Results

Out of the total 75 cases of axillary swellings on which FNAC were done and evaluated, there were 24 males and 51 females. The clinical diagnoses were confirmed by cytology. Reactive lymphadenitis (30.6%) was the most common cytological diagnosis followed by lipoma (21.3%) (Figure 1). In 42 cases (56%), the clinical diagnoses did not match with the cytological diagnoses (Table 1). Lipoma was clinically suspected in 24 cases out of which 16 cases had the cytological features of lipoma. Most of the discrepancies were seen in the cases with the clinical diagnosis of tubercular lymphadenitis. Out of the 23 cases clinically suspected as tubercular lymphadenitis, only four cases showed the cytological findings consistent with tubercular lymphadenitis. The rest 19 cases showed findings consistent with reactive lymphadenitis (14 cases) and acute suppurative lymphadenopathy (5 cases). There were 18 cases with clinical suspicion of metastases from carcinoma breast to the axillary lymph nodes. Out of these, only nine cases showed cytopathological features of metastasis from carcinoma breast, whereas the remaining nine showed features of reactive lymphadenitis. Nine cases were clinically suspected as lymphadenopathy, out of which only three cases showed features of granulomatous lymphadenitis and rest of the cases had variable findings such as fibroadenoma of ectopic breast, schwannoma, pilomatricoma, and metastatic squamous cell carcinoma. Among the various cytological findings, there were cases such as schwannoma, pilomatricoma, and fibroadenoma of ectopic breast which are rare in the axillary region with few reported cases so far.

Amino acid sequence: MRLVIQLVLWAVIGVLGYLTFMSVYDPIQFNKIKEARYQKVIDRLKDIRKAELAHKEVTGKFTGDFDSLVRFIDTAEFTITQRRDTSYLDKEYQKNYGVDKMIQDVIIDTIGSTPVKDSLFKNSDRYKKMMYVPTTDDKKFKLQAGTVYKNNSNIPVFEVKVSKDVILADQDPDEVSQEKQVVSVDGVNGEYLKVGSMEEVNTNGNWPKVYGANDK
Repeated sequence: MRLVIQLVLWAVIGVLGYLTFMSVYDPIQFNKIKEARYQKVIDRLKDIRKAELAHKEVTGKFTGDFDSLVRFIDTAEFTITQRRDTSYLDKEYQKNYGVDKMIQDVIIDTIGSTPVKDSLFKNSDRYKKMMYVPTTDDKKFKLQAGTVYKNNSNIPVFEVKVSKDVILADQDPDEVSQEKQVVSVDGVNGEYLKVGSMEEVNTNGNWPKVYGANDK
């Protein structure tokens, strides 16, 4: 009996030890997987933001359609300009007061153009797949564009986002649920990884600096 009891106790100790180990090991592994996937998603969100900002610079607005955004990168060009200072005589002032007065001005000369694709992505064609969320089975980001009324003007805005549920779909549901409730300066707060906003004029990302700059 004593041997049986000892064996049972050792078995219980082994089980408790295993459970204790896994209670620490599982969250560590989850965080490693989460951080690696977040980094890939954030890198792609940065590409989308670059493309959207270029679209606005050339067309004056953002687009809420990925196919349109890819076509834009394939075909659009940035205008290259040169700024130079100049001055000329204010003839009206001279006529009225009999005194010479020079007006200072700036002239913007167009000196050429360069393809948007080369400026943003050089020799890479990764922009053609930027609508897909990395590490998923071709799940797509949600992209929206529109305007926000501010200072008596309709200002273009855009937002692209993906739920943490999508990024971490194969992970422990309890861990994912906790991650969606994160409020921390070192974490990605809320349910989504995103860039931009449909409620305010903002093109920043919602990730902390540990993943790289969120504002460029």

Cytological findings
Reactive lymphadenitis About 23 cases (30.6%) showed the presence of polymorphous population of lymphoid cells at various stages of maturation comprising of predominantly small lymphocytes with a variable number of centrocytes, centroblasts, immunoblastic cells, and also tingible body macrophages with occasional cases showing variable amounts of plasma cells. The smears were moderately to highly cellular. There was no evidence of granulomas or any atypical cells in these smears. 14 of these were clinically diagnosed as tubercular lymphadenitis, whereas the rest nine were clinically suspected to have metastases from breast carcinoma (Table 1).

Metastatic infiltrating ductal carcinoma This was seen in nine cases (12%). The cytological features included clusters and sheets of malignant ductal epithelial cells. Individual cells were pleomorphic with high N:C ratio, moderate cytoplasm, round to oval nuclei with irregular margins and coarse clumped chromatin. Background showed hemorrhage and necrosis (Figure 2).